You can take a few measures to reduce potential problems. If you have the option when you set up bill pay, choose to be notified by text or email before payments go through. When you cancel a service, make sure to monitor your statement to verify payments are stopped promptly. To keep things simple, you may want to reserve autopay for bills with regular, fixed charges.

Using a credit card for auto payments reduces the possibility of overdrawing your checking account, may allow you to accumulate points, and provides added protection against fraudulent or disputed charges. But benefits need to be weighed against the risk of not tracking expenses as closely and incurring interest charges if your balance isn’t paid in full each month.

On the other hand, if you pay a credit card with automatic payments from your checking account, consider choosing the minimum payment option to prevent the possibility of overdrawing your account.  Then when it’s convenient, manually pay any outstanding balance to avoid interest charges. Whether you use a checking account or a credit card for your automatic payments, go through your statement at least once or twice a month to ensure everything is in order.

We are always available to help you look for ways to safeguard your money and protect your financial credit. Feel free to contact our office to set up an appointment to discuss any concerns or questions you may have.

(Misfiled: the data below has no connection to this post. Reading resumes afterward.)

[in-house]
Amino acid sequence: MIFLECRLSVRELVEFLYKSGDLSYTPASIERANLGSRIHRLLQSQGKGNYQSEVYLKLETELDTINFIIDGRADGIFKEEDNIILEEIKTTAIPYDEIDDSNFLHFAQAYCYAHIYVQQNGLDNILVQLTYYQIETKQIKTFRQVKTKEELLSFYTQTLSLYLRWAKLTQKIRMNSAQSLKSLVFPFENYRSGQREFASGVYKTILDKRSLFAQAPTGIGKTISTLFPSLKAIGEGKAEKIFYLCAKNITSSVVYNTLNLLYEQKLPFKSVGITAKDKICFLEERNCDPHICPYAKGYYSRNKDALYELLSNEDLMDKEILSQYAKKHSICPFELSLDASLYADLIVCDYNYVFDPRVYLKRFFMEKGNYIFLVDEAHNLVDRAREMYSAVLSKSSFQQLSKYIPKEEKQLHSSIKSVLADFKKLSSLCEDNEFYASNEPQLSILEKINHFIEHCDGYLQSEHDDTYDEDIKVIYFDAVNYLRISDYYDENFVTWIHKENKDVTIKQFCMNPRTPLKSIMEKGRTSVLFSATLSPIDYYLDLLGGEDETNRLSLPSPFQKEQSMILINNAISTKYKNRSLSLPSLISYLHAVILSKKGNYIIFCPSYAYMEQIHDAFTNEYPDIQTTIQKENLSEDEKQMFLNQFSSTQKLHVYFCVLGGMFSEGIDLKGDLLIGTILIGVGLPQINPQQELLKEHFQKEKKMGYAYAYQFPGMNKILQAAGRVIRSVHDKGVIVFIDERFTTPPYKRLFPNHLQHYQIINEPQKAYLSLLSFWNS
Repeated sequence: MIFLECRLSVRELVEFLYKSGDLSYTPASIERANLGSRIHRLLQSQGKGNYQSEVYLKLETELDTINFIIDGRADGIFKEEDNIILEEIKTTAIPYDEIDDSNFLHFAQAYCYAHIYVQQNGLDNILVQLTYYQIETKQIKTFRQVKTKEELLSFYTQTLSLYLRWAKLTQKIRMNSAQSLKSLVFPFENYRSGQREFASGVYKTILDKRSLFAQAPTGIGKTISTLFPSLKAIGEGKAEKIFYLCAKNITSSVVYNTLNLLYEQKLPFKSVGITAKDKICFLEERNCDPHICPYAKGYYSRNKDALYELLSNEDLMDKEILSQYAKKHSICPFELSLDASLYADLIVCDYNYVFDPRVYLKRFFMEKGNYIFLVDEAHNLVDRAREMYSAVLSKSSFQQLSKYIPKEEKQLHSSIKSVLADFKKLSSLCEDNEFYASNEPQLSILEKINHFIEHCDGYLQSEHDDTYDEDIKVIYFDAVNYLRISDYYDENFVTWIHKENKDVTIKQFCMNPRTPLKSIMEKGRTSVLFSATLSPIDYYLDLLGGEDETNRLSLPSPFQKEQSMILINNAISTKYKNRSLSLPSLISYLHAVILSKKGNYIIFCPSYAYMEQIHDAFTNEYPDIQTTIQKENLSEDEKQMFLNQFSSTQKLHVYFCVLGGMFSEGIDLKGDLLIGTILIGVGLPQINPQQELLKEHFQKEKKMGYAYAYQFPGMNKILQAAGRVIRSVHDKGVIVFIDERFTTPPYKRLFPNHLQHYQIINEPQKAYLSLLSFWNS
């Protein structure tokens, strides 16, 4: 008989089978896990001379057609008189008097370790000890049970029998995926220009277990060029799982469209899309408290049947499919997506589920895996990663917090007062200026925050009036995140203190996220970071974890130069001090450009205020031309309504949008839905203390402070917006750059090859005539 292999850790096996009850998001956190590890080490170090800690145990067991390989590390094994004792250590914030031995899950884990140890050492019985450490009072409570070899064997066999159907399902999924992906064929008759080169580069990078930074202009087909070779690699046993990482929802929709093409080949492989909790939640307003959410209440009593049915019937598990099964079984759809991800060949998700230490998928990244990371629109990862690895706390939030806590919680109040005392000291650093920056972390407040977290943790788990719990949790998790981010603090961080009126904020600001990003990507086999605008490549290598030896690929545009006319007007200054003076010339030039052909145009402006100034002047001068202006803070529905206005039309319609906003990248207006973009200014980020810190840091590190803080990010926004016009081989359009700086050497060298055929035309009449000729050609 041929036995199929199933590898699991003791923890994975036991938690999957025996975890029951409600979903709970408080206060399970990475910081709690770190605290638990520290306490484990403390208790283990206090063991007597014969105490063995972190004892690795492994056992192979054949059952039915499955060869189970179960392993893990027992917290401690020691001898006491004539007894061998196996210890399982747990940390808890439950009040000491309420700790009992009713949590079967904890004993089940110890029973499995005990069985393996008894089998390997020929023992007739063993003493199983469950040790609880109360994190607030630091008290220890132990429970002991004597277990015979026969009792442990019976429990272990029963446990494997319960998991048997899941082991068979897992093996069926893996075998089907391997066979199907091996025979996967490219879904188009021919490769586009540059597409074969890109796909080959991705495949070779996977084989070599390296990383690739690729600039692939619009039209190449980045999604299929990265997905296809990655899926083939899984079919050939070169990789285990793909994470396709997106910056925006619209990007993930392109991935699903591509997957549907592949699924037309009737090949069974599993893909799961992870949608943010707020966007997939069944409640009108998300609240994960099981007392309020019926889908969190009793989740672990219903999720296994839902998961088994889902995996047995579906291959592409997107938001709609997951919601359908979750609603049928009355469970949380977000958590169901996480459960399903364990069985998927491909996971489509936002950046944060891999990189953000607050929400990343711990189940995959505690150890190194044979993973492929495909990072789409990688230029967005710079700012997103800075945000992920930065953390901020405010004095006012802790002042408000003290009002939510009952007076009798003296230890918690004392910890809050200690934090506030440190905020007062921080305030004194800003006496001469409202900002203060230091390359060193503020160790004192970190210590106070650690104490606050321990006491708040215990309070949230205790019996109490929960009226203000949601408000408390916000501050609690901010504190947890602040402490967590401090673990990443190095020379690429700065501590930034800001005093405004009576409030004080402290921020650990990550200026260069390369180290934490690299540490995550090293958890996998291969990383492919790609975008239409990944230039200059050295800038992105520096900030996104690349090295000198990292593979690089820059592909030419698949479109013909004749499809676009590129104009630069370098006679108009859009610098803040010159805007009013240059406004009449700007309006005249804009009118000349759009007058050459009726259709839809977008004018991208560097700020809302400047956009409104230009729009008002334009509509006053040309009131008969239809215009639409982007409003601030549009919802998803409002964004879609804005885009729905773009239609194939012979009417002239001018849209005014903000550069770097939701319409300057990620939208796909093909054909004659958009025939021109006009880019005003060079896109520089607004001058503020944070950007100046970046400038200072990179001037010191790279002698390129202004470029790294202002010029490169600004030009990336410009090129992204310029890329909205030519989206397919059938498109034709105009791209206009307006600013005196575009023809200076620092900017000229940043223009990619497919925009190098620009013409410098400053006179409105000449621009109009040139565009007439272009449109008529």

* The Standard & Poor’s 500 (S&P 500) is an unmanaged group of securities considered to be representative of the stock market in general. The Dow Jones Industrial Average is a price-weighted index of 30 actively traded blue-chip stocks. NASDAQ Composite Index is an unmanaged, market-weighted index of all over-the-counter common stocks traded on the National Association of Securities Dealers Automated Quotation System. The Morgan Stanley Capital International Europe, Australia and Far East Index (MSCI EAFE Index) is a widely recognized benchmark of non-U.S. stock markets. It is an unmanaged index composed of a sample of companies representative of the market structure of 20 European and Pacific Basin countries and includes reinvestment of all dividends. Barclays Capital Aggregate Bond Index is an unmanaged index comprised of U.S. investment-grade, fixed-rate bond market securities, including government, government agency, corporate and mortgage-backed securities between one and 10 years. Written by Securities America, Copyright January 2021. All rights reserved. Securities offered through Securities America, Inc., Member FINRA/SIPC. SAI#3410930.1


Securities offered through Securities America, Inc., member FINRA/SIPC. Advisory services offered through Securities America Advisors, Inc. William R. Pintaric & Associates and Securities America are separate entities.

Written by Securities America for distribution by David Pintaric.

Securities America and its advisors do not provide tax advice. Please consult with your tax professional regarding your individual tax situation.